London Mayor Boris Johnson announced Tuesday the start of an international competition to create a floating village on the River Thames to develop neglected industrial sites on the city’s eastern waterfront, and a new bicycle network with some Dutch-style segregated lanes.
The village will float on a 15-acre area of water in east London, which when completed, will be one-an-a-half times the size of the city’s Green Park, the Mayor said.
“It has the potential to become one of the most sought- after addresses in the capital while breathing new life back into London’s waterways,” Johnson said.
The floating village project will be linked to other parts of London by light rail and train, as land in the city grows in scarcity for development.
London’s docks are being targeted for redevelopment because of their depilated state, as well as unused warehouses and industrial land near London City Airport.
Johnson pointed to floating village schemes at ljburg near Amsterdam and Hafen City in Hamburg as examples of the kind of development he wanted.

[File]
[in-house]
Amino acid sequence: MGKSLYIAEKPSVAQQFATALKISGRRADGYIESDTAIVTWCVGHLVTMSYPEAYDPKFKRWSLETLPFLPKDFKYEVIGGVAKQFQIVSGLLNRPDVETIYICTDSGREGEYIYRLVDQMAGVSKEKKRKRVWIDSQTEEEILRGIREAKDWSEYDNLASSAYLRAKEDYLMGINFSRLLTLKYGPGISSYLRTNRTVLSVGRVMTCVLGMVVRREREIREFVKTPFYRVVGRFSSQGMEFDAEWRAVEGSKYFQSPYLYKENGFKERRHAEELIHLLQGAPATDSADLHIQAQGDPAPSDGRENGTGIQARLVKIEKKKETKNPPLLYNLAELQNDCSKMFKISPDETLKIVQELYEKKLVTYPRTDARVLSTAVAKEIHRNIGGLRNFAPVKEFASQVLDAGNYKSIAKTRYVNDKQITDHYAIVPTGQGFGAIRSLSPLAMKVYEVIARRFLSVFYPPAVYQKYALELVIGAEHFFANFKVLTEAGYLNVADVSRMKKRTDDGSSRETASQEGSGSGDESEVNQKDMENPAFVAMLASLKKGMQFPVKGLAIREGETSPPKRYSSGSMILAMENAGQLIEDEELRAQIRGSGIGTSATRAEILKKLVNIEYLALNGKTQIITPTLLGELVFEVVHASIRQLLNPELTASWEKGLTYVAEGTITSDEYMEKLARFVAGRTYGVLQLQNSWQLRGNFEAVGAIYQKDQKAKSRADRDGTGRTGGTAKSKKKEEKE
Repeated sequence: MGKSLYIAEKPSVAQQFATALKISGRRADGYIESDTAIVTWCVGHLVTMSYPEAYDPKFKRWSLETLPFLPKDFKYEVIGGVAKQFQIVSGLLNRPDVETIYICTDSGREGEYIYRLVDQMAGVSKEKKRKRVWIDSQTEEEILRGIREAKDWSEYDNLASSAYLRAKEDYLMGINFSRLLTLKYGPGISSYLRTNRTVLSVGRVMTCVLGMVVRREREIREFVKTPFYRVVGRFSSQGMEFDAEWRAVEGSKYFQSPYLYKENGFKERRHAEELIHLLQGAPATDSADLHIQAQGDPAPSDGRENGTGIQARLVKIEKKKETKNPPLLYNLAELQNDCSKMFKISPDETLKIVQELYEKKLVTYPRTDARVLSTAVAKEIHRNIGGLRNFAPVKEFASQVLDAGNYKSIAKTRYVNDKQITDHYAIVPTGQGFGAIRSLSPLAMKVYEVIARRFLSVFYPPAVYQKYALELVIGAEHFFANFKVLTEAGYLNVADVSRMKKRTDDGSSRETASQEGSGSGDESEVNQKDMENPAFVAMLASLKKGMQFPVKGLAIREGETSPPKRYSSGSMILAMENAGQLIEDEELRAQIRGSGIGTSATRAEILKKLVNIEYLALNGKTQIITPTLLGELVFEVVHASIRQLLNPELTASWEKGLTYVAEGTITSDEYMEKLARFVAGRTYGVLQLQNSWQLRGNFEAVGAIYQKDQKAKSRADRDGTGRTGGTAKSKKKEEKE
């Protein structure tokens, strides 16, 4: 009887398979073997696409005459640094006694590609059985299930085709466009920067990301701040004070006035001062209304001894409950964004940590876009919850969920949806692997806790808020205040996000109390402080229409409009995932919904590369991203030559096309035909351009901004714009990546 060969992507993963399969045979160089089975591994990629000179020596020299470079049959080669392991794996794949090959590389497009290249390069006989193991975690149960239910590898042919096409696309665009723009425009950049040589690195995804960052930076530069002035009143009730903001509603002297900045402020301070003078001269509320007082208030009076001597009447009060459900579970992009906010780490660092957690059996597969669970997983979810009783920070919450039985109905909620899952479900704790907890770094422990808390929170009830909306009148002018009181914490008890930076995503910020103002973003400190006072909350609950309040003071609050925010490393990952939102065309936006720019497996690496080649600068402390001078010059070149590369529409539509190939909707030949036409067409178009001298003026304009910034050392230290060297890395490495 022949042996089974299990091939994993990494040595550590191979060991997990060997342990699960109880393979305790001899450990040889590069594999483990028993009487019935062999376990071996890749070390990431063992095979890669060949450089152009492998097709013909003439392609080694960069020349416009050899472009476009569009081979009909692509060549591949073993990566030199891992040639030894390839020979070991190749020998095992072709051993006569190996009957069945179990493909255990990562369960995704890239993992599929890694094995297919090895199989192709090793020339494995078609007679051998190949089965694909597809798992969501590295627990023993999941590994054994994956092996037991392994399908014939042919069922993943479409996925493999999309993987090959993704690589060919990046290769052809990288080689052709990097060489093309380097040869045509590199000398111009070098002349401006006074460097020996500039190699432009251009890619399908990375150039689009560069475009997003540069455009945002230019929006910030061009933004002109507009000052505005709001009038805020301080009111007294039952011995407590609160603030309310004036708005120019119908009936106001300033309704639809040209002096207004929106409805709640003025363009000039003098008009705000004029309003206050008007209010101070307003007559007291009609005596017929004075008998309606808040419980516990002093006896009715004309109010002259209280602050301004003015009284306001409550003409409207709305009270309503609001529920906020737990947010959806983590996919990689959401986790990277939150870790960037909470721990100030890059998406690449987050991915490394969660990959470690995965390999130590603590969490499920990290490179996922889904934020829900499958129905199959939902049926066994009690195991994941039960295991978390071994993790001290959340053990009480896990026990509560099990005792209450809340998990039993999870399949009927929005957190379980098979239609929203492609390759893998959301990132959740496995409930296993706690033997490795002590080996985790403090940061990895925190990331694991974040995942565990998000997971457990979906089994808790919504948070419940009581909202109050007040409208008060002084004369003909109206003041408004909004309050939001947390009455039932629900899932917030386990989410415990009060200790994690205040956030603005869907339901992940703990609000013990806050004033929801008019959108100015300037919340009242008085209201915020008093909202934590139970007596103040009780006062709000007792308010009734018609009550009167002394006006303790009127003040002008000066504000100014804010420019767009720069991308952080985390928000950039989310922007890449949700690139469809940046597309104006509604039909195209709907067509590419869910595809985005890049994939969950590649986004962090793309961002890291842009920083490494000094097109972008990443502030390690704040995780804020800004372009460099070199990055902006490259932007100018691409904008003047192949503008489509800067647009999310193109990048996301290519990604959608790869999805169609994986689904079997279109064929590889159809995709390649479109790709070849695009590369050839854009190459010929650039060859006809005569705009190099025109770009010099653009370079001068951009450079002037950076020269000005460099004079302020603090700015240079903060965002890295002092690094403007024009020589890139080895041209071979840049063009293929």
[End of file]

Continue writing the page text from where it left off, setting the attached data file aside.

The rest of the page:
Johnson also wants to make cycling an integral part of London’s transportation network by creating interconnected bicycle routes at a cost of $1.4 billion. The routes will include east-west segregated highway and back roads, or “quietways”, for less confident riders.
Apart from job creation, Johnson’s plan would reduce car usage which in turn will reduce fuel costs and pollution. Also, riding a bicycle saves hundreds of dollars a month in fuel, car maintenance, and insurance. With less money spent on foreign fuel sources, more is spend in the local economy.
While the mayor’s plan should help cycling to some extent, critics claim that is is nowhere near enough because the funding it provides only matches the last budget and that funding for cycling infrastructure should be doubled.
Andrew Gilligan, the mayor's recently appointed cycling czar, said the highways would be constructed by 2016, with the first "quietways" – unbroken cycle routes on quiet streets, imitating lines on the tube network – appearing next year. The cycling network is expected to be finished in 10 years.